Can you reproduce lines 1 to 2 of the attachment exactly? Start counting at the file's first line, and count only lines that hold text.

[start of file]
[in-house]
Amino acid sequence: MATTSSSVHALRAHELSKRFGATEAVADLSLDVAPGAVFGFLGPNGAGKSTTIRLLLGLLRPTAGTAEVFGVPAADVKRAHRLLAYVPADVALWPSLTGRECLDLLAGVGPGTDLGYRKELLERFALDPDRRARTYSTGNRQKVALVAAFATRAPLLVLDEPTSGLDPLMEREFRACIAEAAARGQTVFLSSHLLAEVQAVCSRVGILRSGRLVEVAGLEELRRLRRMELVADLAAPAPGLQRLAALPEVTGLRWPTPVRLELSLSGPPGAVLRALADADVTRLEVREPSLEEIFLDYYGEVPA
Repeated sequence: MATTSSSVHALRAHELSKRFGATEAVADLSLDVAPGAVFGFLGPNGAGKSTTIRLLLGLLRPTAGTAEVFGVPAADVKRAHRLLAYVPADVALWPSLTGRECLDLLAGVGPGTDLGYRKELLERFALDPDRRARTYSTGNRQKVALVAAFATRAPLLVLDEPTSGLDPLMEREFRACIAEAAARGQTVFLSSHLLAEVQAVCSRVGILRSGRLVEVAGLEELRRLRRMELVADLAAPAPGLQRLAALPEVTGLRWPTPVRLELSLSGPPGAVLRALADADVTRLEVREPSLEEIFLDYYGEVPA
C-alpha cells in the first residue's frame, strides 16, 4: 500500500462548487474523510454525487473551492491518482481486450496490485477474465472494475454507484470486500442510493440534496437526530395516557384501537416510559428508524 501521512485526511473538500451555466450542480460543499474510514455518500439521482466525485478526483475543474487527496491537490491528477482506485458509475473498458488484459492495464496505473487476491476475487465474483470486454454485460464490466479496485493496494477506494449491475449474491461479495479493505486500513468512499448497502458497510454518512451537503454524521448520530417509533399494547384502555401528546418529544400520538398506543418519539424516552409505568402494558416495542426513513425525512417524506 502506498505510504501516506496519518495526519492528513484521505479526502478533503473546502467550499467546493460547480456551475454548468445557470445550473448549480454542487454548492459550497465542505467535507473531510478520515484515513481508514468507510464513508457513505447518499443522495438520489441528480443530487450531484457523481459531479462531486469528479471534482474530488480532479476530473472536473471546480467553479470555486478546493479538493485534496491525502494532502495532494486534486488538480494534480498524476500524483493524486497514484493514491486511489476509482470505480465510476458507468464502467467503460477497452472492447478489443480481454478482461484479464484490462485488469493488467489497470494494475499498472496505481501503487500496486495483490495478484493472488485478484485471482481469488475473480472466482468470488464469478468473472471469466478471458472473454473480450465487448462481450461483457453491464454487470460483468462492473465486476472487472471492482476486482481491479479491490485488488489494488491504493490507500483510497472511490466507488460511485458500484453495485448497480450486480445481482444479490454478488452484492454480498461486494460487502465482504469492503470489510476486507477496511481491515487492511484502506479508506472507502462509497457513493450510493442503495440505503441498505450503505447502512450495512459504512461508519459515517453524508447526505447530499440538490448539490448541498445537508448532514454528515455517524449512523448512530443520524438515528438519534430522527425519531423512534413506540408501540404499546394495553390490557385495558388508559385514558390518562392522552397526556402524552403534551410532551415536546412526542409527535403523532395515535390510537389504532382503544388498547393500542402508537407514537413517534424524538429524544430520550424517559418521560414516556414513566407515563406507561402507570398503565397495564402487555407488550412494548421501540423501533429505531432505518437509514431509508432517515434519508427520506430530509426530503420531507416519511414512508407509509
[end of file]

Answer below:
[in-house]
Amino acid sequence: MATTSSSVHALRAHELSKRFGATEAVADLSLDVAPGAVFGFLGPNGAGKSTTIRLLLGLLRPTAGTAEVFGVPAADVKRAHRLLAYVPADVALWPSLTGRECLDLLAGVGPGTDLGYRKELLERFALDPDRRARTYSTGNRQKVALVAAFATRAPLLVLDEPTSGLDPLMEREFRACIAEAAARGQTVFLSSHLLAEVQAVCSRVGILRSGRLVEVAGLEELRRLRRMELVADLAAPAPGLQRLAALPEVTGLRWPTPVRLELSLSGPPGAVLRALADADVTRLEVREPSLEEIFLDYYGEVPA